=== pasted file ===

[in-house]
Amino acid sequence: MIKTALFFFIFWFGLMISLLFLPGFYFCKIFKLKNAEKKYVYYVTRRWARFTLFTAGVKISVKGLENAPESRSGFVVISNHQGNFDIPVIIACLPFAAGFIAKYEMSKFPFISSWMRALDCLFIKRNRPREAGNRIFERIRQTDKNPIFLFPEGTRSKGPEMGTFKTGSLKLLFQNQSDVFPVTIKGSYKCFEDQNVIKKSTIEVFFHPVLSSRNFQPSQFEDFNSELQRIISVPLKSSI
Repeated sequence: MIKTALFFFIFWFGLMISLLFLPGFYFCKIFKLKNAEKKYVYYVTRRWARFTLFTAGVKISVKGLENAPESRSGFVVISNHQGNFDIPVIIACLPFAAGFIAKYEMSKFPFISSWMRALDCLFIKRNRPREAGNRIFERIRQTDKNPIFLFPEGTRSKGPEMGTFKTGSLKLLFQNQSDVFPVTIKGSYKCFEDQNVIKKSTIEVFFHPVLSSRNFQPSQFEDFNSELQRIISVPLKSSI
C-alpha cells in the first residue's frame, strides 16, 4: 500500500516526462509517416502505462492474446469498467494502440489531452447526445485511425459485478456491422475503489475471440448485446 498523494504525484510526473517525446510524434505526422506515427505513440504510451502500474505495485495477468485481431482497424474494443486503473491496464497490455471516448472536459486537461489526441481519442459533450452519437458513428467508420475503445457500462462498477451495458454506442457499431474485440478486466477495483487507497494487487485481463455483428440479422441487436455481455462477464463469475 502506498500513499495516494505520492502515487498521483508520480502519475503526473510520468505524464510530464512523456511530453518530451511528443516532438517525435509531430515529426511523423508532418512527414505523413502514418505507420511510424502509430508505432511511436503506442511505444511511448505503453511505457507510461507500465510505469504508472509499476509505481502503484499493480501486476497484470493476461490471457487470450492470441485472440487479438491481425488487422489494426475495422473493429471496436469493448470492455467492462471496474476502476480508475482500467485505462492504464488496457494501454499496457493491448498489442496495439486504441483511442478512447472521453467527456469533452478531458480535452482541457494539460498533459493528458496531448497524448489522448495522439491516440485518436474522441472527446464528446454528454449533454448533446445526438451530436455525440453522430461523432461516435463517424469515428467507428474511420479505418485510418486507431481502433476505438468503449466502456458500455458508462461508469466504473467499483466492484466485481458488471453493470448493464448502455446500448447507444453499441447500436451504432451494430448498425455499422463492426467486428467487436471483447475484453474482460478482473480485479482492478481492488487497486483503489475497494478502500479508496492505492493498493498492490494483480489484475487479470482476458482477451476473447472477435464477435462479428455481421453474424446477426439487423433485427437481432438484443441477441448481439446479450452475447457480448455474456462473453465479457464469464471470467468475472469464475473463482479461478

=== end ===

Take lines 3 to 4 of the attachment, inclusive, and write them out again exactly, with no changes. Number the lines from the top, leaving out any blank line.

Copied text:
Repeated sequence: MIKTALFFFIFWFGLMISLLFLPGFYFCKIFKLKNAEKKYVYYVTRRWARFTLFTAGVKISVKGLENAPESRSGFVVISNHQGNFDIPVIIACLPFAAGFIAKYEMSKFPFISSWMRALDCLFIKRNRPREAGNRIFERIRQTDKNPIFLFPEGTRSKGPEMGTFKTGSLKLLFQNQSDVFPVTIKGSYKCFEDQNVIKKSTIEVFFHPVLSSRNFQPSQFEDFNSELQRIISVPLKSSI
C-alpha cells in the first residue's frame, strides 16, 4: 500500500516526462509517416502505462492474446469498467494502440489531452447526445485511425459485478456491422475503489475471440448485446 498523494504525484510526473517525446510524434505526422506515427505513440504510451502500474505495485495477468485481431482497424474494443486503473491496464497490455471516448472536459486537461489526441481519442459533450452519437458513428467508420475503445457500462462498477451495458454506442457499431474485440478486466477495483487507497494487487485481463455483428440479422441487436455481455462477464463469475 502506498500513499495516494505520492502515487498521483508520480502519475503526473510520468505524464510530464512523456511530453518530451511528443516532438517525435509531430515529426511523423508532418512527414505523413502514418505507420511510424502509430508505432511511436503506442511505444511511448505503453511505457507510461507500465510505469504508472509499476509505481502503484499493480501486476497484470493476461490471457487470450492470441485472440487479438491481425488487422489494426475495422473493429471496436469493448470492455467492462471496474476502476480508475482500467485505462492504464488496457494501454499496457493491448498489442496495439486504441483511442478512447472521453467527456469533452478531458480535452482541457494539460498533459493528458496531448497524448489522448495522439491516440485518436474522441472527446464528446454528454449533454448533446445526438451530436455525440453522430461523432461516435463517424469515428467507428474511420479505418485510418486507431481502433476505438468503449466502456458500455458508462461508469466504473467499483466492484466485481458488471453493470448493464448502455446500448447507444453499441447500436451504432451494430448498425455499422463492426467486428467487436471483447475484453474482460478482473480485479482492478481492488487497486483503489475497494478502500479508496492505492493498493498492490494483480489484475487479470482476458482477451476473447472477435464477435462479428455481421453474424446477426439487423433485427437481432438484443441477441448481439446479450452475447457480448455474456462473453465479457464469464471470467468475472469464475473463482479461478